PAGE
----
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Web Engineering: The Discipline of Systematic Development of Web Applications
£47.99

WEB ENGINEERING: THE DISCIPLINE OF SYSTEMATIC DEVELOPMENT OF WEB APPLICATIONS

PAPERBACK BY KAPPEL, GERTI; PROLL, BIRGIT; REICH, SIEGFRIED; RETSCHITZEGGER, WERNER

£47.99

ISBN
9780470015544
IMPRINT
JOHN WILEY & SONS LTD
 
 
EDITION
PUBLISHER
JOHN WILEY AND SONS LTD
STOCK FOR DELIVERY
NOT IN STOCK - AVAILABLE TO ORDER
FORMAT
PAPERBACK
PAGES
388 pages
PUBLICATION DATE
12 MAY 2006

DESCRIPTION

The World Wide Web has a massive and permanent influence on our lives. Economy, industry, education, healthcare, public administration, entertainment there is hardly any part of our daily lives which has not been pervaded by the Internet. Accordingly, modern Web applications are fully-fledged, complex software systems, and in order to be successful their development must be thorough and systematic. This book presents a new discipline called Web Engineering taking a rigorous interdisciplinary approach to the development of Web applications, covering Web development concepts, methods, tools and techniques. It highlights the need to examine and re-use the body of knowledge found within software engineering and demonstrates how to use that knowledge within the Web environment, putting emphasize on current practices, experiences and pitfalls. The book is ideal for undergraduate and graduate students on Web-focused or Software Engineering courses, as well as Web software developers, Web designers and project managers.

CONTENTS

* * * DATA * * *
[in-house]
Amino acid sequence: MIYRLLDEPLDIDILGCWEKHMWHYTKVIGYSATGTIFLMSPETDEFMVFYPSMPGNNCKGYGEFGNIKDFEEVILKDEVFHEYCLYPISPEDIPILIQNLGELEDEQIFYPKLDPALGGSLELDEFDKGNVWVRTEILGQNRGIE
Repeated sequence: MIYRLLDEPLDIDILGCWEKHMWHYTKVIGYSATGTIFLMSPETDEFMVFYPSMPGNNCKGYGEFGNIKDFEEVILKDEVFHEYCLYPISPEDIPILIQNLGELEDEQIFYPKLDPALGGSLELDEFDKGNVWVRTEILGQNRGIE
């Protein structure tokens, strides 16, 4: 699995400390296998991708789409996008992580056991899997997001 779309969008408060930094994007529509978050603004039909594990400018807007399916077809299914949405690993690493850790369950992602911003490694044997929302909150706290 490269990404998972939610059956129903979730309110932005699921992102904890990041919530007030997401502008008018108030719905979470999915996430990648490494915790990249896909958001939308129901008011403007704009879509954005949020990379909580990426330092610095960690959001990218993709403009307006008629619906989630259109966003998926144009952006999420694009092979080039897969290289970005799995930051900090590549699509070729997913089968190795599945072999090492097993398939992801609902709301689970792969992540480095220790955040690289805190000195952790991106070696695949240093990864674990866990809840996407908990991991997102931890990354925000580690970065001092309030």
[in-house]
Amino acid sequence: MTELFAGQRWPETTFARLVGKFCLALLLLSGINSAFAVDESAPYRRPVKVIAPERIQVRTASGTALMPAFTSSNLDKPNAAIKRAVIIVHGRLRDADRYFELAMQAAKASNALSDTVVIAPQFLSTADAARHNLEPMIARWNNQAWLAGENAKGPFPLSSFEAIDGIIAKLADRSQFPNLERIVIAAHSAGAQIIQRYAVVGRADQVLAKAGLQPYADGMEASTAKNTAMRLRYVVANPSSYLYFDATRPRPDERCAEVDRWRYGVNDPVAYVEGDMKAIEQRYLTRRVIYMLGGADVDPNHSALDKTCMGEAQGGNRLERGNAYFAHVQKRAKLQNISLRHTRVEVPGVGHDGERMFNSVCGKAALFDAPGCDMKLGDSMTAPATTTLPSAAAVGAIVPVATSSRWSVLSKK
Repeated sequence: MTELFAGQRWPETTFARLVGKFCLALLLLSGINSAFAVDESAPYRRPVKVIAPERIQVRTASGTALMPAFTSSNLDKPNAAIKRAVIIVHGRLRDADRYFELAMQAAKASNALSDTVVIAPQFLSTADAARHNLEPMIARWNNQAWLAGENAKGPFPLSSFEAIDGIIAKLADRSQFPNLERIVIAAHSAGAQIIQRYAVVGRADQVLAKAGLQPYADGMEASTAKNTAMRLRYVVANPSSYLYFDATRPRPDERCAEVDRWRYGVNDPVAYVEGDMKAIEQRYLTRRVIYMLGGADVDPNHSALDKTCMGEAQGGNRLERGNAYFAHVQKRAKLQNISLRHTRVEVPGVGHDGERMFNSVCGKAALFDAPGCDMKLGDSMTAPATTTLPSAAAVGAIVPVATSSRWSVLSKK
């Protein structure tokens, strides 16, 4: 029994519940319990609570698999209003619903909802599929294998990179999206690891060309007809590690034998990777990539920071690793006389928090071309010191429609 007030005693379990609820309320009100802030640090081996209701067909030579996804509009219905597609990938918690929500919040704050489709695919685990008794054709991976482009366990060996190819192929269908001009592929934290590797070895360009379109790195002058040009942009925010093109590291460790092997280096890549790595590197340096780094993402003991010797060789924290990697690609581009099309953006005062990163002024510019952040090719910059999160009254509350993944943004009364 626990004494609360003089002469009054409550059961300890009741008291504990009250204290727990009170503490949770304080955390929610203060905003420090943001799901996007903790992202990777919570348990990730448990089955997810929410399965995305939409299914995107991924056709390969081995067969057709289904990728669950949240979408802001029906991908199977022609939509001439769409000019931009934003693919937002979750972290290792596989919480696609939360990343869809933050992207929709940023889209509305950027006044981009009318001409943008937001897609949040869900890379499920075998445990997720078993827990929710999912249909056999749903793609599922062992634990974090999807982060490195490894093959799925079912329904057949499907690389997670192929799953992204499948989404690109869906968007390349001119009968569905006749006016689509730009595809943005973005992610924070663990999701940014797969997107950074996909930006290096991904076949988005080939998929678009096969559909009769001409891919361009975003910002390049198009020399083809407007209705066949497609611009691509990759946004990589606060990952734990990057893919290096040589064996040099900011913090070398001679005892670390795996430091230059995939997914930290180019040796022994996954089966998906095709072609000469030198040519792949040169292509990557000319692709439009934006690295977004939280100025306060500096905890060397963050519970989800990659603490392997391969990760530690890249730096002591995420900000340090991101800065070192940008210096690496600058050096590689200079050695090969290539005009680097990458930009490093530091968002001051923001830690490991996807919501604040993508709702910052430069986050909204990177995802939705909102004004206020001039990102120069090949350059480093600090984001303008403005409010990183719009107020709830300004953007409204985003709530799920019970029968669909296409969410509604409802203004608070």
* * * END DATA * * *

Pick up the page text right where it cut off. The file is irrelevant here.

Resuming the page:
Preface xv Foreword xvii 1 An Introduction to Web Engineering 1Gerti Kappel, Birgit Proell, Siegfried Reich, Werner Retschitzegger 1.1 Motivation 1 1.2 Categories of Web Applications 4 1.3 Characteristics of Web Applications 7 1.3.1 Product-related Characteristics 8 1.3.2 Usage-related Characteristics 12 1.3.3 Development-related Characteristics 14 1.3.4 Evolution 16 1.4 Objectives and Structure of the Book 17 2 Requirements Engineering for Web Applications 23Paul Grunbacher 2.1 Introduction 23 2.2 Fundamentals 24 2.2.1 Where Do Requirements Come From? 24 2.2.2 Requirements Engineering Activities 25 2.3 RE Specifics in Web Engineering 26 2.4 Principles for RE of Web Applications 30 2.5 Adapting RE Methods to Web Application Development 32 2.5.1 Requirement Types 32 2.5.2 Notations 34 2.5.3 Tools 36 2.6 Outlook 37 3 Modeling Web Applications 39Wieland Schwinger, Nora Koch 3.1 Introduction 39 3.2 Fundamentals 40 3.3 Modeling Specifics in Web Engineering 41 3.3.1 Levels 41 3.3.2 Aspects 42 3.3.3 Phases 42 3.3.4 Customization 43 3.4 Modeling Requirements 43 3.5 Content Modeling 45 3.5.1 Objectives 45 3.5.2 Concepts 45 3.6 Hypertext Modeling 46 3.6.1 Objectives 47 3.6.2 Hypertext Structure Modeling Concepts 47 3.6.3 Access Modeling Concepts 49 3.6.4 Relation to Content Modeling 50 3.7 Presentation Modeling 51 3.7.1 Objectives 51 3.7.2 Concepts 51 3.7.3 Relation to Hypertext Modeling 52 3.8 Customization Modeling 53 3.8.1 Objectives 54 3.8.2 Concepts 54 3.8.3 Relation to Content, Hypertext, and Presentation Modeling 58 3.9 Methods and Tools 58 3.9.1 Modeling Methods: An Overview 58 3.9.2 Model-Driven Development 61 3.9.3 Tool Support 61 3.10 Outlook 63 4 Web Application Architectures 65Christian Eichinger 4.1 Introduction 65 4.2 Fundamentals 66 4.2.1 What is an Architecture? 66 4.2.2 Developing Architectures 67 4.2.3 Categorizing Architectures 69 4.3 Specifics of Web Application Architectures 70 4.4 Components of a Generic Web Application Architecture 71 4.5 Layered Architectures 72 4.5.1 2-Layer Architectures 72 4.5.2 N-Layer Architectures 73 4.6 Data-aspect Architectures 79 4.6.1 Database-centric Architectures 80 4.6.2 Architectures for Web Document Management 80 4.6.3 Architectures for Multimedia Data 81 4.7 Outlook 84 5 Technology-aware Web Application Design 85Gerhard Austaller, Andreas Hartl, Markus Lauff, Fernando Lyardet, Max Muhlhauser 5.1 Introduction 86 5.2 Web Design from an Evolutionary Perspective 89 5.2.1 Background 89 5.2.2 Information Design: An Authoring Activity 90 5.2.3 Software Design: A Programming Activity 92 5.2.4 Merging Information Design and Software Design 93 5.2.5 Problems and Restrictions in Integrated Web Design 94 5.2.6 A Proposed Structural Approach 95 5.3 Presentation Design 95 5.3.1 Presentation of Nodes and Meshes 96 5.3.2 Device-independent Development Approaches 97 5.4 Interaction Design 98 5.4.1 User Interaction 98 5.4.2 User Interface Organization 100 5.4.3 Navigation Design 101 5.4.4 Designing a Link Representation: The Anchor 101 5.4.5 Designing Link Internals: The URL 102 5.4.6 Navigation and Orientation 102 5.4.7 Structured Dialog for Complex Activities 103 5.4.8 Interplay with Technology and Architecture 104 5.5 Functional Design 105 5.5.1 Integration 105 5.5.2 Communication Paradigms and Middleware 105 5.5.3 Distributed Cross-corporate Web Applications 106 5.6 Outlook 107 5.6.1 Context-aware Applications 107 5.6.2 Device-independent Applications 108 5.6.3 Reusability 109 5.7 Summary 110 6 Technologies for Web Applications 111Martin Nussbaumer, Martin Gaedke 6.1 Introduction 111 6.2 Fundamentals 112 6.2.1 Markup 112 6.2.2 Hypertext and Hypermedia 112 6.3 Client/Server Communication on the Web 113 6.3.1 SMTP Simple Mail Transfer Protocol. 113 6.3.2 RTSP Real Time Streaming Protocol 113 6.3.3 HTTP HyperText Transfer Protocol 113 6.3.4 Session Tracking 114 6.4 Client-side Technologies 116 6.4.1 Helpers and Plug-ins 116 6.4.2 Java Applets 116 6.4.3 ActiveX Controls 116 6.5 Document-specific Technologies 117 6.5.1 HTML Hypertext Markup Language 117 6.5.2 SVG Scalable Vector Graphics 117 6.5.3 SMIL Synchronized Multimedia Integration Language 118 6.5.4 XML eXtensible Markup Language 118 6.5.5 XSL eXtensible Stylesheet Language 122 6.6 Server-side Technologies 126 6.6.1 URI Handlers 126 6.6.2 Web Services 129 6.6.3 Middleware Technologies 130 6.7 Outlook 132 7 Testing Web Applications 133Christoph Steindl, Rudolf Ramler, Josef Altmann 7.1 Introduction 133 7.2 Fundamentals 134 7.2.1 Terminology 134 7.2.2 Quality Characteristics 135 7.2.3 Test Objectives 136 7.2.4 Test Levels 136 7.2.5 Role of the Tester 137 7.3 Test Specifics in Web Engineering 138 7.4 Test Approaches 140 7.4.1 Conventional Approaches 140 7.4.2 Agile Approaches 140 7.5 Test Scheme 142 7.5.1 Three Test Dimensions 142 7.5.2 Applying the Scheme to Web Applications 143 7.5.3 Examples of Using the Test Scheme 145 7.6 Test Methods and Techniques 145 7.6.1 Link Testing 147 7.6.2 Browser Testing 147 7.6.3 Usability Testing 148 7.6.4 Load, Stress, and Continuous Testing 148 7.6.5 Testing Security 149 7.6.6 Test-driven Development 150 7.7 Test Automation 150 7.7.1 Benefits and Drawbacks of Automated Tests 150 7.7.2 Test Tools 151 7.7.3 Selecting Test Tools 152 7.8 Outlook 152 8 Operation and Maintenance of Web Applications 155Arno Ebner, Birgit Proell, Hannes Werthner 8.1 Introduction 155 8.2 Challenges Following the Launch of a Web Application 156 8.3 Promoting a Web Application 157 8.3.1 Newsletters 158 8.3.2 Affiliate Marketing 158 8.3.3 Search Engine Marketing 159 8.3.4 Content-related Marketing 162 8.3.5 Domain Management 162 8.4 Content Management 163 8.4.1 Content Update Rate and Demand on Currency 164 8.4.2 Content Syndication 165 8.5 Usage Analysis 165 8.5.1 Usage Analysis Techniques 165 8.5.2 Statistical Indicators 167 8.5.3 User Behavior Analysis 168 8.6 Outlook 169 9 Web Project Management 171Herwig Mayr 9.1 From Software Project Management to Web Project Management 171 9.1.1 Objectives of Software Project Management 171 9.1.2 The Tasks of Software Project Management 172 9.1.3 Conflicting Areas in Projects 173 9.1.4 Specifics of Web Project Management 173 9.2 Challenges in Web Project Management 175 9.2.1 General Challenges in Software Development 175 9.2.2 Development-related Challenges in Web Projects 176 9.2.3 Product-related Challenges in Web Projects 179 9.3 Managing Web Teams 182 9.3.1 Software Development: A Human-centered Task 182 9.3.2 The Web Project Team 183 9.3.3 The Web Project Manager 184 9.4 Managing the Development Process of a Web Application 185 9.4.1 Deploying the Tools 185 9.4.2 Measuring Progress 188 9.4.3 Project Risks 190 9.4.4 Risk Management 193 9.5 Outlook 194 10 The Web Application Development Process 197Gregor Engels, Marc Lohmann, Annika Wagner 10.1 Motivation 197 10.2 Fundamentals 198 10.3 Requirements for a Web Application Development Process 201 10.3.1 Handling Short Development Cycles 201 10.3.2 Handling Changing Requirements 201 10.3.3 Releases with Fixed Deadlines and Flexible Contents 203 10.3.4 Parallel Development of Different Releases 203 10.3.5 Reuse and Integration 204 10.3.6 Adapting to Web Application s Complexity Level 204 10.3.7 Summary 205 10.4 Analysis of the Rational Unified Process 205 10.4.1 Introduction 205 10.4.2 General Suitability for Web Application Development 208 10.4.3 Does RUP meet the Requirements of Web Applications? 209 10.5 Analysis of Extreme Programming 211 10.5.1 Introduction 211 10.5.2 Does XP meet the Requirements of Web Application Development? 214 10.6 Outlook 216 11 Usability of Web Applications 219Martin Hitz, Gerhard Leitner, Rudolf Melcher 11.1 Motivation 219 11.2 What is Usability? 220 11.3 What Characterizes the Usability of Web Applications? 222 11.4 Design Guidelines 225 11.4.1 Response Times 225 11.4.2 Interaction Efficiency 225 11.4.3 Colors 226 11.4.4 Text Layout 227 11.4.5 Page Structure 228 11.4.6 Navigation Structure 228 11.4.7 Multiculturality 230 11.4.8 Confidence-generating Measures 231 11.4.9 Other Design Criteria 232 11.5 Web Usability Engineering Methods 232 11.5.1 Requirements Analysis 234 11.5.2 Design 237 11.5.3 Implementation 238 11.5.4 Operation 238 11.6 Web Usability Engineering Trends 239 11.6.1 Usability Patterns 239 11.6.2 Mobile Usability 241 11.6.3 Accessibility 243 11.7 Outlook 245 12 Performance of Web Applications 247Gabriele Kotsis 12.1 Introduction 247 12.2 What Is Performance? 248 12.3 What Characterizes the Performance of Web Applications? 250 12.4 System Definition and Indicators 251 12.5 Characterizing the Workload 252 12.6 Analytical Techniques 254 12.6.1 Operational Analysis 254 12.6.2 Queuing Networks and Simulation Models 255 12.6.3 Measuring Approaches 257 12.7 Representing and Interpreting Results 258 12.8 Performance Optimization Methods 259 12.8.1 Acceleration Within a Web Application 260 12.8.2 Reducing Transmission Time 261 12.8.3 Server Tuning 263 12.9 Outlook 263 13 Security for Web Applications 265Martin Wimmer, Alfons Kemper, Stefan Seltzsam 13.1 Introduction 265 13.2 Aspects of Security 266 13.3 Encryption, Digital Signatures and Certificates 268 13.3.1 Symmetric Cryptography 268 13.3.2 Asymmetric Cryptography 270 13.3.3 Digital Signatures 271 13.3.4 Certificates and Public Key Infrastructure 272 13.4 Secure Client/Server-Interaction 272 13.4.1 Point-to-Point Security 272 13.4.2 End-to-End Security 274 13.4.3 User Authentication and Authorization 276 13.4.4 Electronic Payment Systems 278 13.5 Client Security Issues 279 13.5.1 Preserving Privacy 279 13.5.2 Mobile Code Security 281 13.5.3 Phishing and Web Spoofing 282 13.5.4 Desktop Security 283 13.6 Service Provider Security Issues 285 13.6.1 Cross-Site Scripting 285 13.6.2 SQL Injection 287 13.6.3 Security of CGI Programs 289 13.6.4 Service Availability 290 13.6.5 Host Security 291 13.7 Outlook 292 14 The Semantic Web The Network of Meanings in the Network of Documents 293Wernher Behrendt, Nitin Arora 14.1 Fundamentals of the Semantic Web 293 14.1.1 The Role of Software Agents 294 14.1.2 The Role of Semantic Markup 296 14.1.3 The Role of Ontologies 297 14.2 Technological Concepts 298 14.2.1 Agents According to the FIPA Standard 298 14.2.2 Ontologies 300 14.2.3 Semantic Markup on the Web 303 14.3 Specifics of Semantic Web Applications 308 14.3.1 Semantic Markup 308 14.3.2 Agents 309 14.3.3 Ontologies 309 14.3.4 Semantic Web Services 310 14.3.5 Integration into Web Engineering 313 14.4 Tools 314 14.5 Outlook 315 Glossary 317 Author Biographies 329 Bibliography 337 Credits 357 Index 359